Brother Lawrence’s Eighth Letter

” When the mind, for want of being sufficiently reduced by recollection at our first engaging in devotion, has contracted certain bad habits of wandering and dissipation, they are difficult to overcome, and commonly draw us, even against our wills, to the things of the earth. I believe the remedy for this is to confess our faults and to humble ourselves before God.”

I concur with Brother Lawrence (I’m sure he’s unimpressed) when he writes that we have a tendency to become ever more distracted when we give ourselves the freedom to focus on that which distracts us. The further we stray, the more challenging it becomes to pull ourselves back to God, to put aside self recrimination, or to keep from wilfully entertaining distraction in favour of placing ourselves in His Presence once more.

“I do not advise you to use multiplicity of words in prayer; many words and long discourses being often the occasions of wandering. Hold yourself in prayer before God, like a dumb or paralytic beggar at a rich man’s gate. Let it be your business to keep your mind in the presence of the Lord. If it sometimes wanders and withdraws itself from Him, do not much disquiet yourself for that: trouble and disquiet serve rather to distract the mind than to re-collect it: the will must bring it back in tranquility. If you persevere in this manner, God will have pity on you”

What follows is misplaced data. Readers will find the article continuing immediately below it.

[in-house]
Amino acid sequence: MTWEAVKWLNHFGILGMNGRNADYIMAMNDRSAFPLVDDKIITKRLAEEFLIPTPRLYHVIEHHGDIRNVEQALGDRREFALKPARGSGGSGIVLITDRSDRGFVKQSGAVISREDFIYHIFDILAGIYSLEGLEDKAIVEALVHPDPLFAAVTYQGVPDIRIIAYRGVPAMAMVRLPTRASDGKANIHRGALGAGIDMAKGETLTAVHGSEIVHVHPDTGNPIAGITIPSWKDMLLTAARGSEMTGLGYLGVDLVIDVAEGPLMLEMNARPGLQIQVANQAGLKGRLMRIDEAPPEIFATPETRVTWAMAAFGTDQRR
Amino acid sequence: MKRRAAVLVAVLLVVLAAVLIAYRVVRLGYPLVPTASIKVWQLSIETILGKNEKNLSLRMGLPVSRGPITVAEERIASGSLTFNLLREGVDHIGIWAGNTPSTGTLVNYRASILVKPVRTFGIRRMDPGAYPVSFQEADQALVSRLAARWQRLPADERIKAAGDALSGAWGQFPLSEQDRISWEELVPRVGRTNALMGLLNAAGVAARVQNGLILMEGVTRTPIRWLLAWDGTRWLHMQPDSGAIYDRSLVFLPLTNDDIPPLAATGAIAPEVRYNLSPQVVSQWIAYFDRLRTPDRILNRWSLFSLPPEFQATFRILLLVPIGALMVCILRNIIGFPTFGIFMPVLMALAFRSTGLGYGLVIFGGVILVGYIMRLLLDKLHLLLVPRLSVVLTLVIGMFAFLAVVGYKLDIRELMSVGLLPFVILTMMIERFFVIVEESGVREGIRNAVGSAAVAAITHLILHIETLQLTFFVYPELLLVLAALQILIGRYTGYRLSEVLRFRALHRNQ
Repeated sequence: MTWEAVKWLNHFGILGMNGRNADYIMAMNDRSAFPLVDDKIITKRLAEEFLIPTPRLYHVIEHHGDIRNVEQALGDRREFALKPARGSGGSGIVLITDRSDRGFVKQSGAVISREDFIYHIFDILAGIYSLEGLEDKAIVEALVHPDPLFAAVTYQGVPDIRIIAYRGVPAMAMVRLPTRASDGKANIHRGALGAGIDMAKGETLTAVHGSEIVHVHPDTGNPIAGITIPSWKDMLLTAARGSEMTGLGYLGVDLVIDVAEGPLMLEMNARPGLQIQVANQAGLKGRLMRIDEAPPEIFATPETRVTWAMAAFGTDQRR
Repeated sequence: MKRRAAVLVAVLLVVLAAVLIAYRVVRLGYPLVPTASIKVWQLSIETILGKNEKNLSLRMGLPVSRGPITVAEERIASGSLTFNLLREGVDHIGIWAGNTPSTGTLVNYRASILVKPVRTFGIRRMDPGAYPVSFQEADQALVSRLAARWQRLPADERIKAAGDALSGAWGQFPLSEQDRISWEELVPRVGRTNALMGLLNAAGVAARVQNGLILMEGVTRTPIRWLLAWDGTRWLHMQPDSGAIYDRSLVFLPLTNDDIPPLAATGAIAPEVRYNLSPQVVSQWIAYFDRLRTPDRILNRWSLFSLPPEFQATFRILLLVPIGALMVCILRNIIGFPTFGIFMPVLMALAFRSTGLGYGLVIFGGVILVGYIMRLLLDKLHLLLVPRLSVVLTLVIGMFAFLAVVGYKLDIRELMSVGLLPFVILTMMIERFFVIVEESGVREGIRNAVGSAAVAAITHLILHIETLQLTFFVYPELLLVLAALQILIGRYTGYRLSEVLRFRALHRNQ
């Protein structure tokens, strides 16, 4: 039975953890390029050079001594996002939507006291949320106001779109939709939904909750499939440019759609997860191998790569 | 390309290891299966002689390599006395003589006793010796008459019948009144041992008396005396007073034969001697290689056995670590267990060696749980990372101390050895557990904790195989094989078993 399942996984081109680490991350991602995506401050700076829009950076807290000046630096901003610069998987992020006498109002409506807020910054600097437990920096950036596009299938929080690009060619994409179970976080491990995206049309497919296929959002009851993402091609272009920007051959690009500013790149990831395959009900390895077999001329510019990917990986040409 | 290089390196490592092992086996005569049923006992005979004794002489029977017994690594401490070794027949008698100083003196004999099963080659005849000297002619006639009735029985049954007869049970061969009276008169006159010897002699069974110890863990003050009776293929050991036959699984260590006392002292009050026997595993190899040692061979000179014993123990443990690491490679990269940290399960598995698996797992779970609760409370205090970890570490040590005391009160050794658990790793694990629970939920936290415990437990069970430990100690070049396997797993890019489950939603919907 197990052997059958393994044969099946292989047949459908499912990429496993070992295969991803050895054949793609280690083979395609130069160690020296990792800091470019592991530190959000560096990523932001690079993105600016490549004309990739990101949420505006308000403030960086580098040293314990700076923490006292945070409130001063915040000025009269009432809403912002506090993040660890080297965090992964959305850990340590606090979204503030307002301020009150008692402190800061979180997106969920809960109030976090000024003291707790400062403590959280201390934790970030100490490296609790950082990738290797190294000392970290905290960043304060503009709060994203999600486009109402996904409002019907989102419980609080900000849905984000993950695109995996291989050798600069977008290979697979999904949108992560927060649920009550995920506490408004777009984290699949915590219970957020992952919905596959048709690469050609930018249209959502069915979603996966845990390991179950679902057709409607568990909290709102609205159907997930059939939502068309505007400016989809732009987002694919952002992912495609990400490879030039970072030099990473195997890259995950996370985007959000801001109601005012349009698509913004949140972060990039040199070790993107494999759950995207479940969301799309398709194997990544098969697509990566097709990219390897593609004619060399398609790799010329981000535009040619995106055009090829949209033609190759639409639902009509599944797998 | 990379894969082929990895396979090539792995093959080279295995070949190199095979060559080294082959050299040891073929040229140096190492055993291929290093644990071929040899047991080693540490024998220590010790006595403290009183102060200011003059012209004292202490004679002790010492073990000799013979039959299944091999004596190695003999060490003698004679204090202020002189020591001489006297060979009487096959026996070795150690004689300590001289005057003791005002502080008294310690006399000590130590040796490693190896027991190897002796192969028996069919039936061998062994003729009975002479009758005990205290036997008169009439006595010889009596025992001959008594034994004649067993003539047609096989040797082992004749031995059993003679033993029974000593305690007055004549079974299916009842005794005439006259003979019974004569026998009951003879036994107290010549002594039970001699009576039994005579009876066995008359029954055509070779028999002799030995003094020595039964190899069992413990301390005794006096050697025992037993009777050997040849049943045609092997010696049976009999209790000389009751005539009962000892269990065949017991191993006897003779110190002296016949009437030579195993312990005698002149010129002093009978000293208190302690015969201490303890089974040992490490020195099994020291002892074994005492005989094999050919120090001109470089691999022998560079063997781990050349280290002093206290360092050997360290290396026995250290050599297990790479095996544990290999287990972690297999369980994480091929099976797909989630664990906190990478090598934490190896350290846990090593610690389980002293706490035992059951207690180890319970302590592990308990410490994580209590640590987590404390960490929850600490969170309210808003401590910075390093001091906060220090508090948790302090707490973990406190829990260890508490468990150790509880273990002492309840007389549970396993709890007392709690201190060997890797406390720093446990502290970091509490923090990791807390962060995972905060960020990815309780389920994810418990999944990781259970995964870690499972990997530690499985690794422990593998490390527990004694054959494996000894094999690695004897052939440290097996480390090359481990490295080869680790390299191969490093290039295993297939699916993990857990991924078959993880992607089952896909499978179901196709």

How many times have I tried to hoodwink God with mock piety, babbling on in prayer like a baby before it’s doting parent, who listens intently all the while knowing that not one dicernable word is spoken!

As one who is prone to lengthy posts and just as lengthy responses outside the realm of cyberspace, it is a novel concept to grasp, that if 10 words can adequately express a thought, then the other 100 may just possibly be superflous. Oh yes, I need the Lord to take pity on me, but I also need to guard myself against my wordy, prideful, too highly considered, ‘prayerful’ outpourings. With God, words aren’t even necessary and yet time and again, I have deliberated over which words to use to express a thought or feeling, all the while ignoring the fact that God knows everything anyway and that He isn’t at all impressed with my multiplicity of words, though my attempts at prayerful grandeur may indeed cause Him some amusement!

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3 Responses to Brother Lawrence’s Eighth Letter

  1. Maryellen says:

    Thanks, Deb
    I like Brother Lawrence so much. Your post today was perfect for this very distractable mind of mine. Loved your comments on his writing.

    God bless you
    Maryellen at Grandma’s Musings

  2. Tom says:

    I’m guilty of the same thing!

    I try and remember this:

    “A strong and heavy wind was rending the mountains and crushing rocks before the LORD, but the LORD was not in the wind. After the wind there was an earthquake, but the LORD was not in the earthquake. After the earthquake there was fire, but the LORD was not in the fire. After the fire there was a tiny whispering sound. When he heard this, Elijah hid his face in his cloak and went and stood at the entrance of the cave.” – 1 Kings 19 11-13

  3. ukok says:


    I’m pleased that you are enjoying my comments on Brother Lawrence’s writing, I know that they are stand-alone quotes really, but I just wanted to share how they impact my own life 🙂

    Thanks for your encouragement!


    YES! That is how it should be. God, who hears the unspoken word, the quietest of our innermost voice, the silence within, that speaks yet. Thanks for sharing the passage of Scripture, I shall think on that the next time I stumble over my multiplicity of words! (probably tonight! LOL)


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